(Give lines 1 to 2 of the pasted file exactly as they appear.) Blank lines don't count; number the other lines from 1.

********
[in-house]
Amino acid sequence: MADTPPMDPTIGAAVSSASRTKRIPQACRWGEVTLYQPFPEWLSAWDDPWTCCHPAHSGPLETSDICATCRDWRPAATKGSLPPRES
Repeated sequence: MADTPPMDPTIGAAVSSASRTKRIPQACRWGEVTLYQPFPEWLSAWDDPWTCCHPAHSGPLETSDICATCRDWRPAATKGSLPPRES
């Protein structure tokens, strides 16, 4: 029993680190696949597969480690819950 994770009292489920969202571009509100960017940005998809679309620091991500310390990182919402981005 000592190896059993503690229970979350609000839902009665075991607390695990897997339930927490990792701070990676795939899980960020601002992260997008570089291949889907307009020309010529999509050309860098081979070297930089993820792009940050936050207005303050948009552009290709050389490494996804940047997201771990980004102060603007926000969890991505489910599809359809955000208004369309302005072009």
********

[in-house]
Amino acid sequence: MADTPPMDPTIGAAVSSASRTKRIPQACRWGEVTLYQPFPEWLSAWDDPWTCCHPAHSGPLETSDICATCRDWRPAATKGSLPPRES